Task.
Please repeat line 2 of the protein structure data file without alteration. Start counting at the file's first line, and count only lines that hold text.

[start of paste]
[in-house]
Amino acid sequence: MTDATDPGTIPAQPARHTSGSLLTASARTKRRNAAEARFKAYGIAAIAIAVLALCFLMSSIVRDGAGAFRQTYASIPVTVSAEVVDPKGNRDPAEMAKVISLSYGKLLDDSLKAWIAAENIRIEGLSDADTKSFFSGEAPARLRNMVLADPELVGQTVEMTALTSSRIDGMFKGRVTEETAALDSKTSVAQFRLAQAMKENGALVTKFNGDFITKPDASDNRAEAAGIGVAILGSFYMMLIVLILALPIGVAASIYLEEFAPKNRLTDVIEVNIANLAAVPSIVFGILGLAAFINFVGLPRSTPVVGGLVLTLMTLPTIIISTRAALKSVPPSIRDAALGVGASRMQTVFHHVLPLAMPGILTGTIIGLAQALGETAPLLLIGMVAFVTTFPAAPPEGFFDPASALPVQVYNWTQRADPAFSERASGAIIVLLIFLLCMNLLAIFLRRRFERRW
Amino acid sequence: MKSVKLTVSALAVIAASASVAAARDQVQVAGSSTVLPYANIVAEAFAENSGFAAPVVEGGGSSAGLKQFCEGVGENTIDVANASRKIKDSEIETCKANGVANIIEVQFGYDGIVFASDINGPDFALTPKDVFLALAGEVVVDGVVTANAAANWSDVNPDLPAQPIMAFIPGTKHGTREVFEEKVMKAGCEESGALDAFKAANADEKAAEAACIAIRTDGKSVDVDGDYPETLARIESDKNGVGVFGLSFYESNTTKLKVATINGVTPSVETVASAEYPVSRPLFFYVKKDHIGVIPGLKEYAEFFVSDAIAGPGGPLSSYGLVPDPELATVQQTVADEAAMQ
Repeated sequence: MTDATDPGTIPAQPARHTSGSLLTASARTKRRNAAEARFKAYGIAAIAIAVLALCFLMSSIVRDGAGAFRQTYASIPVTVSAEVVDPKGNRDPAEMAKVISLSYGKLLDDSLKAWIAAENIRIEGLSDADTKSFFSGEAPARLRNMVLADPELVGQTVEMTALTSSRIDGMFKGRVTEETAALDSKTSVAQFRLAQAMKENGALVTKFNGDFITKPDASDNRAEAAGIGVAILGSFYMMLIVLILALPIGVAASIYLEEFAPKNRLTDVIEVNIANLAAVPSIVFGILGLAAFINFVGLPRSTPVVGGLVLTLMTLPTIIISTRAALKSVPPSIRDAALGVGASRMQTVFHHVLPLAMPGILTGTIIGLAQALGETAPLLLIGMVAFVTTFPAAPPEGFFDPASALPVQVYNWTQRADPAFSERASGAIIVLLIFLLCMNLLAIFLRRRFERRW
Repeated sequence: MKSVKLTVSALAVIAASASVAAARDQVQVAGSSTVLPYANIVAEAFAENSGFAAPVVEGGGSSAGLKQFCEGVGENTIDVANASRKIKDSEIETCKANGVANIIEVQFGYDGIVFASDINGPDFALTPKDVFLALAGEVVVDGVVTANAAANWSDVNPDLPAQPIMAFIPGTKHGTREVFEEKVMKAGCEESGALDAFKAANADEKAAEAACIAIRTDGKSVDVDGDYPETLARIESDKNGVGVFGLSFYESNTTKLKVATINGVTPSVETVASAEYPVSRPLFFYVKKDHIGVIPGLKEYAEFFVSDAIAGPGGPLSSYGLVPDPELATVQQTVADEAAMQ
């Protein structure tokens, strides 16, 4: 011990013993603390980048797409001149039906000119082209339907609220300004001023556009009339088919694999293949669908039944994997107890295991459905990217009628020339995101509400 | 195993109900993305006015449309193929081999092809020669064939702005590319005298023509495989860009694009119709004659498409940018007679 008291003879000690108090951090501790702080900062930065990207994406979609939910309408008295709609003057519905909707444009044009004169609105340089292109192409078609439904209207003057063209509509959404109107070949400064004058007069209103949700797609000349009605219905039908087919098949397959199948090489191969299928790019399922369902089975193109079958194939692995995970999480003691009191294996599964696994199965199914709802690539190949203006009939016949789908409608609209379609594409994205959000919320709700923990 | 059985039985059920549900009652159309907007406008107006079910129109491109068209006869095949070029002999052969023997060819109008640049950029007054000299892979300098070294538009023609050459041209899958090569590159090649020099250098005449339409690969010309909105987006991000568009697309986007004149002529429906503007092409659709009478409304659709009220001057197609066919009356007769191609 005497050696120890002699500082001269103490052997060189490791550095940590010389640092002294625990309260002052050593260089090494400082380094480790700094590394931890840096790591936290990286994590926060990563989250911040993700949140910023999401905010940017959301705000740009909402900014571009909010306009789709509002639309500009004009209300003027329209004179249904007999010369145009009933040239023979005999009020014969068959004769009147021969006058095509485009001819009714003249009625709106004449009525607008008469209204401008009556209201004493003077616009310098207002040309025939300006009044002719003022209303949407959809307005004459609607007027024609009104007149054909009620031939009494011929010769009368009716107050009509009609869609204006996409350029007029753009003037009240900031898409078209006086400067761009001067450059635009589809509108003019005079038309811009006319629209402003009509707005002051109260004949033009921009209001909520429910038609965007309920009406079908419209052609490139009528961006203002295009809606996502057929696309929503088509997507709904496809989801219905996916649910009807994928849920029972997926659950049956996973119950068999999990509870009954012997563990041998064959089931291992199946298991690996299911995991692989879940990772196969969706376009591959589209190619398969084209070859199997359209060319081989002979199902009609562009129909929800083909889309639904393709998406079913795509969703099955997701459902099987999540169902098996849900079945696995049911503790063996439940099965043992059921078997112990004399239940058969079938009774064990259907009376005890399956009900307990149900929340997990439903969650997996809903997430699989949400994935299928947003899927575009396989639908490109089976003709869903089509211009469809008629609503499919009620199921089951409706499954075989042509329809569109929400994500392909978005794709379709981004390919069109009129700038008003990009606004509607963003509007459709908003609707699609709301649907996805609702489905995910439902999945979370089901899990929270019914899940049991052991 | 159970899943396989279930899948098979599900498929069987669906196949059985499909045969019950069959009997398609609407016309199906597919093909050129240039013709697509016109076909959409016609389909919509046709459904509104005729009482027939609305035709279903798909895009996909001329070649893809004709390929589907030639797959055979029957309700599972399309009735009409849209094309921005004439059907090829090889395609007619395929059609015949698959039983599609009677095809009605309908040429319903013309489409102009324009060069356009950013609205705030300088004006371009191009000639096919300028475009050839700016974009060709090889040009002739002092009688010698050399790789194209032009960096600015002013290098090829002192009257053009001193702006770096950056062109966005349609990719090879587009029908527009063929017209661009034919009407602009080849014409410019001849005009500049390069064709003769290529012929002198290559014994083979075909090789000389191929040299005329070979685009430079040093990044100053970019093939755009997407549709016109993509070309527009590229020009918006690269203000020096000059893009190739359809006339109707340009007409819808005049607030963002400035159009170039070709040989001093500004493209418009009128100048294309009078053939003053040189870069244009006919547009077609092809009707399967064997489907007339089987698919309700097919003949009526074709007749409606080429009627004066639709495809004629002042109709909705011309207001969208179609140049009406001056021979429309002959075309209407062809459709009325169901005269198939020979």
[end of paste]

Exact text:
Amino acid sequence: MTDATDPGTIPAQPARHTSGSLLTASARTKRRNAAEARFKAYGIAAIAIAVLALCFLMSSIVRDGAGAFRQTYASIPVTVSAEVVDPKGNRDPAEMAKVISLSYGKLLDDSLKAWIAAENIRIEGLSDADTKSFFSGEAPARLRNMVLADPELVGQTVEMTALTSSRIDGMFKGRVTEETAALDSKTSVAQFRLAQAMKENGALVTKFNGDFITKPDASDNRAEAAGIGVAILGSFYMMLIVLILALPIGVAASIYLEEFAPKNRLTDVIEVNIANLAAVPSIVFGILGLAAFINFVGLPRSTPVVGGLVLTLMTLPTIIISTRAALKSVPPSIRDAALGVGASRMQTVFHHVLPLAMPGILTGTIIGLAQALGETAPLLLIGMVAFVTTFPAAPPEGFFDPASALPVQVYNWTQRADPAFSERASGAIIVLLIFLLCMNLLAIFLRRRFERRW